THE BLOG
05/05/2014 04:17 pm ET | Updated Jul 05, 2014

Why SCOTUS' Prayer Ruling White-Washes Religion

ASSOCIATED PRESS

On Monday the U.S. Supreme Court ruled that Christian prayer in town council meetings does not violate the Constitution. From their reasoning we can conclude that the prayers are not intended to proselytize; a "generic reference to the sacred" is fine; and prayer is part of the nation's fabric.

As someone who has sat through countless religious services -- Christian and otherwise -- and who has always substituted the language in my head to suit my personal beliefs, I'm troubled by SCOTUS' ruling.

What this signifies to me is that we still live in a country that views the default American as Christian and everyone else as a variation. Our strides toward pluralism, diversity and inclusion are essentially token nods to non-discrimination. But at the end of the day, we're all expected to sit through Christian teachings -- or as Justice Kennedy says, simply leave the room -- because such teachings are part of our nation's fabric.

Thus it becomes anti-American to argue against these prayers, and those who feel forgotten, insulted and discriminated against somehow become the bad guys for voicing their concerns.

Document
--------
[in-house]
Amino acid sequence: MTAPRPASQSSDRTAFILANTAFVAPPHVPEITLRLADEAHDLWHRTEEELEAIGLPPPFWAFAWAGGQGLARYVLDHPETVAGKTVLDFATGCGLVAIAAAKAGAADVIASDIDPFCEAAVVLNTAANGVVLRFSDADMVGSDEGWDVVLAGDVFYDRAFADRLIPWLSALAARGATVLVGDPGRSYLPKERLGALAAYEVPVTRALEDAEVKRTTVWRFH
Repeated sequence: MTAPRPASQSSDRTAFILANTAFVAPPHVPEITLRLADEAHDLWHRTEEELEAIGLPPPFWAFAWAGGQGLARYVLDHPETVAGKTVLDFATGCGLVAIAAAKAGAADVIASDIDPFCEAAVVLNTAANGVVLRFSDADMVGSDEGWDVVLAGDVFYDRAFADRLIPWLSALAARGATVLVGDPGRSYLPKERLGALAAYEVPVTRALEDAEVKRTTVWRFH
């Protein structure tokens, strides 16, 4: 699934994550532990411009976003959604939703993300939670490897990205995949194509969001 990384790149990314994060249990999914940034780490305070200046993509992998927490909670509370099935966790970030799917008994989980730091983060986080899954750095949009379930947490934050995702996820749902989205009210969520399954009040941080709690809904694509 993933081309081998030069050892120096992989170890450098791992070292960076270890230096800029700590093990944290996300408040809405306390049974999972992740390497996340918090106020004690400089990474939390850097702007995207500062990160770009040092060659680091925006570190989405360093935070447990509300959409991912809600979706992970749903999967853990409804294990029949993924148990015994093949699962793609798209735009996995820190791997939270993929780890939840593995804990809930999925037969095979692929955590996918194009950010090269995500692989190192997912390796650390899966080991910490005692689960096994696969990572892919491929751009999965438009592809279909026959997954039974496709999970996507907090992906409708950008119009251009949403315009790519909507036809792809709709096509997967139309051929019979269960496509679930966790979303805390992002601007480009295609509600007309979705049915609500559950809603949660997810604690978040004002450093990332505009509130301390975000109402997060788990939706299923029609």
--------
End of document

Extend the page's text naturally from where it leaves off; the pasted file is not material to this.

It's a hollow kind of freedom that allows people to practice whatever faith they choose but says they must sit nicely through the Christian worship regardless. If we are to fully celebrate religious diversity and freedom in this country, we must also celebrate the earnest desires of all religious and non-religious people to be recognized.

I imagine any Christian who sees their prayers as more than a "generic reference to the sacred" might feel similarly irked. SCOTUS' decision reduces Christian theology to a rote or standard faith that is bland enough to not offend. But when the country as a whole is white-washed as a Christian nation, so too is the Christian faith reduced to essentials and stripped of subtlety.

I believe in freedom of speech, and I believe religion has a place in the public sphere. But in any given secular gathering we can assume there will be non-Christians present -- and it's our right in the 21st century to assume as much. If the community collectively agrees to begin its meetings with Christian prayer -- or with Buddhist chanting, or sacred dance, or improv games -- then so be it. But we cannot make these decisions based on a flawed and discriminatory idea of who the 'default' American should be.